So you have had a few gigs and now consider yourself a “road warrior.” Before getting the tattoo, you might not want to compare your grueling gig schedule with Kelly Richey’s. You might walk away feeling a bit like Wayne and Garth, “We’re not worthy”!
Kelly started touring in 1986 doing 275 shows per year with an Arista records band “Stealin’ Horses.” That lasted for 4 years until she officially launched the “Kelly Richey Band” and built a local following. Then in 1997, she started touring with her band at a much more reasonable schedule of just over 200 shows per year…for the next 13 years! Yeah, better get your abacus out if you want to keep track. To say she has “been there and done that,” may actually be more of a factual statement than a catchy cliché.
I asked Kelly what keeps her out there on the road? “I like the challenge. You never know what’s going to happen once you hit the road. Weather, travel conditions, band dynamics, vehicle issues, traffic, and other events you compete against from town to town. I’ve seen parts of the country I would have never seen, met people I would have never met, woven in and out of cultures I would have never experienced, and become aware of how different, yet how much alike we all really are.”
But it sounds like hard work. “Touring is not for everyone, and I can honestly say that I’ve always found it to be hard and fairly unappealing in many respects; however, I LOVE to play and it’s the only way I know to get an entirely new audience each and every night of my life.”
Maybe it is that tenacity that has been with her all along. Kelly didn’t start playing until she was 15. While she grew up playing piano, it wasn’t until she started playing drums that her guitar career emerged. “One day my Dad said to me, ‘Kelly, if you quit playing those drums I’ll buy you whatever you want!’ So, that’s when I got my first guitar!” That is some sort of musician’s reverse psychology at work!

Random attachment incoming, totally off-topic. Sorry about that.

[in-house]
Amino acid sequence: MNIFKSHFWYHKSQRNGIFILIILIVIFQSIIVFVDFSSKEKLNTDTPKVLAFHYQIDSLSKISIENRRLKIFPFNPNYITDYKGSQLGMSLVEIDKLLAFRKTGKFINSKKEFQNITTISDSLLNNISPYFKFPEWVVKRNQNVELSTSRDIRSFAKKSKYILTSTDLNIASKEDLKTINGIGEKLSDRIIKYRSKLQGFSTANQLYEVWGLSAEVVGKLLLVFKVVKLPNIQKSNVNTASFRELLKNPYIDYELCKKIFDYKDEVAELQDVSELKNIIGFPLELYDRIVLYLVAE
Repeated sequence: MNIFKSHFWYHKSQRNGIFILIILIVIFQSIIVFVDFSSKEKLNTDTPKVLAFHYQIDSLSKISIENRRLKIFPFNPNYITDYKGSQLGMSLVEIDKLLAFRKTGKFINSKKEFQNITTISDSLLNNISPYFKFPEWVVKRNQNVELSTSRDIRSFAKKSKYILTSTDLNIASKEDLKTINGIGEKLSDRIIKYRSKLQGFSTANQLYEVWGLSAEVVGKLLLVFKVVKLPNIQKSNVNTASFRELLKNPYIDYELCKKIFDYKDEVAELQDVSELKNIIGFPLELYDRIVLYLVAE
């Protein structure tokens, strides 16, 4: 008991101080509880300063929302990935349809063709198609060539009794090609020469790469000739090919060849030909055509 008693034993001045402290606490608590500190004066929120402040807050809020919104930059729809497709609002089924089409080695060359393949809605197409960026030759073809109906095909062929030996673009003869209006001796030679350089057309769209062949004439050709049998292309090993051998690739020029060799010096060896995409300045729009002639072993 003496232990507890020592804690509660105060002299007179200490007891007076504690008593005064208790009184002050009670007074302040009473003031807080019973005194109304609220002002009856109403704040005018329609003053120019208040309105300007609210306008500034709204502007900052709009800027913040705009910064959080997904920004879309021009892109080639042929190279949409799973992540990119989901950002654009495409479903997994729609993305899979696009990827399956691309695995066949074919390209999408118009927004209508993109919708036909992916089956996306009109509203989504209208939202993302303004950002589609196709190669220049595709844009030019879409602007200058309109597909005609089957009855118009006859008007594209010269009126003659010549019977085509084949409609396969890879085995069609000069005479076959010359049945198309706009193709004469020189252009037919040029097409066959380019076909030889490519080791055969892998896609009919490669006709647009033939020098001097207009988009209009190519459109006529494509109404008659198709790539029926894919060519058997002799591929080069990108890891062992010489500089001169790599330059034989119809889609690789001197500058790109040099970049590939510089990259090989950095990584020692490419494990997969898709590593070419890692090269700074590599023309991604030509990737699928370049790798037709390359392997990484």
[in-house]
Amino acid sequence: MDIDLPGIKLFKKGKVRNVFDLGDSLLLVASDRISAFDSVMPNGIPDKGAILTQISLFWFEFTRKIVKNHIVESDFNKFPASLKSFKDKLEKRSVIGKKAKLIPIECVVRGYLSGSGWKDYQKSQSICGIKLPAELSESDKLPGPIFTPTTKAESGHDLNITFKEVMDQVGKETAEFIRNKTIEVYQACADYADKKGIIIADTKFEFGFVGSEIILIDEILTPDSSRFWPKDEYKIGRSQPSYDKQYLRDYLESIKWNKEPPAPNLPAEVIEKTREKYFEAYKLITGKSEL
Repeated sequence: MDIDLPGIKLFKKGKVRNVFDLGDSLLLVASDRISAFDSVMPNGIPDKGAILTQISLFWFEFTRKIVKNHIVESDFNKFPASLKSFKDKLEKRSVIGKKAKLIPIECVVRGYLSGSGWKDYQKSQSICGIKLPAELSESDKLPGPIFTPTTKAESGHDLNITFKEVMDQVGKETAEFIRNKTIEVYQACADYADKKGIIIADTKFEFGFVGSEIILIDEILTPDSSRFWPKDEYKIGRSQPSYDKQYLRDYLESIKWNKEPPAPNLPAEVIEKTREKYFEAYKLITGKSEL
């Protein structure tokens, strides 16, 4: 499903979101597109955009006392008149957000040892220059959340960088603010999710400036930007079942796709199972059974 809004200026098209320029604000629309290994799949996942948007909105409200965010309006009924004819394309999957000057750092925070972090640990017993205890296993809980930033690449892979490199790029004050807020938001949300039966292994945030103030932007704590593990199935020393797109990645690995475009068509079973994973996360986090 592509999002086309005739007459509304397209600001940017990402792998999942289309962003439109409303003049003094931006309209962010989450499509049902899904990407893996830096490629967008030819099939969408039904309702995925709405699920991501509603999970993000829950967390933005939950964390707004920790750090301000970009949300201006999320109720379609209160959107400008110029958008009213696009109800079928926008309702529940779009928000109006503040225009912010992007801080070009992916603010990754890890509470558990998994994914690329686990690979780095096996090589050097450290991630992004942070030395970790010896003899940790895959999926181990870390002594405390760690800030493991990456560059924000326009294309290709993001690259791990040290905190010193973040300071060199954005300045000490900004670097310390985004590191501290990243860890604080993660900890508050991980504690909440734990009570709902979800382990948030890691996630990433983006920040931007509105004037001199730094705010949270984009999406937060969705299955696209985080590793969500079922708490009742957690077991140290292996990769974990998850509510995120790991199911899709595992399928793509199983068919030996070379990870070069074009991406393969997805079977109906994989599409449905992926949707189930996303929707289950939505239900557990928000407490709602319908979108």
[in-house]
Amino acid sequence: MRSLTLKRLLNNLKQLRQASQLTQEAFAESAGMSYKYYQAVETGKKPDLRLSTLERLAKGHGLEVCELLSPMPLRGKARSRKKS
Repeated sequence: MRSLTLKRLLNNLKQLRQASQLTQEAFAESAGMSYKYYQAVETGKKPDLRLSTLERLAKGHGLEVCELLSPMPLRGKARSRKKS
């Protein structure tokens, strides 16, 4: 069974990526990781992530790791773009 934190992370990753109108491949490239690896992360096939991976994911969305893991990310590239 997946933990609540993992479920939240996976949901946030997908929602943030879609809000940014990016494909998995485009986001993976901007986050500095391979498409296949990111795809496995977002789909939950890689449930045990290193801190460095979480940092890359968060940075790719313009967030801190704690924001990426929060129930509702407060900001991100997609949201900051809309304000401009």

Back to all that touring, Kelly says the times have changed. “The landscape of music has drastically changed since I first started touring. The club scene is not what it used to be, with the development of 500 cable stations, the internet bringing in so many affordable forms of entertainment into your living room, and artists of all stages of development having access to recording. This fills the airwaves and internet with music, photos, sales pitches, stories and ads. It takes a lot to get people’s attention nowadays, and I’m constantly reminded that the most important thing is to be real, be who you are, and share that with your audience.”
But as with most worthwhile pursuits, you have to be motivated to do it, in spite of all the odds against you. With this change of the music business comes even more sacrifices if you want to pursue the dream. Kelly shares, “The hard costs of touring have doubled, and in some case tripled! Gas, hotels, vehicle maintenance, and food have all gone up. Pay is seldom guaranteed, but rather based on ticket sales. Often people don’t realize that an artist can drive 20 hours to play a show and he or she may not make a dime.”
Still that driving force can pay dividends. “For me, touring is about hitting the stage and seeing what I’m made of: as a player, a person, and as an artist.” Isn’t that what we are all after, to see what we are made of? Many of us have to search for ways to discover that, but Kelly has a spot she can go to night after night to reveal that to her.
Kelly also shares all of her passion and knowledge with her students, and loves the interaction that comes with the educational territory. She lists knowing her students’ personal music goals, learning style and natural abilities as the key elements to be explored when teaching.
For her, writing, recording, touring and teaching all work hand in hand. “You need an album to promote yourself, and you need to promote yourself in order to book gigs successfully, and you need to tour successfully to sell records. All that helps you reach students who want to learn to play and perform. In combination with performing and recording, teaching is woven into most days of my life.”
And perform she does. Kelly has just released her 16th album titled Shakedown Soul. She plans to hit the road with both her band and a solo show. “I have an amazing band, a fresh new sound that blends electronica, funk, hard rock and blues, and I have a new record that represents the best work I’ve ever done. I’m already starting to get booked up for 2016 with band shows and solo shows, so I’m very excited to see what’s in store for all of us!”
Lots of hard work and dedication, never ending schedules, and non-stop creativity make up Kelly’s world. Is it all worth it in the end? “I can honestly say, it’s worth it, but in the middle of a snow storm in North Dakota with the highways shut down and no Starbucks in sight, some days I do question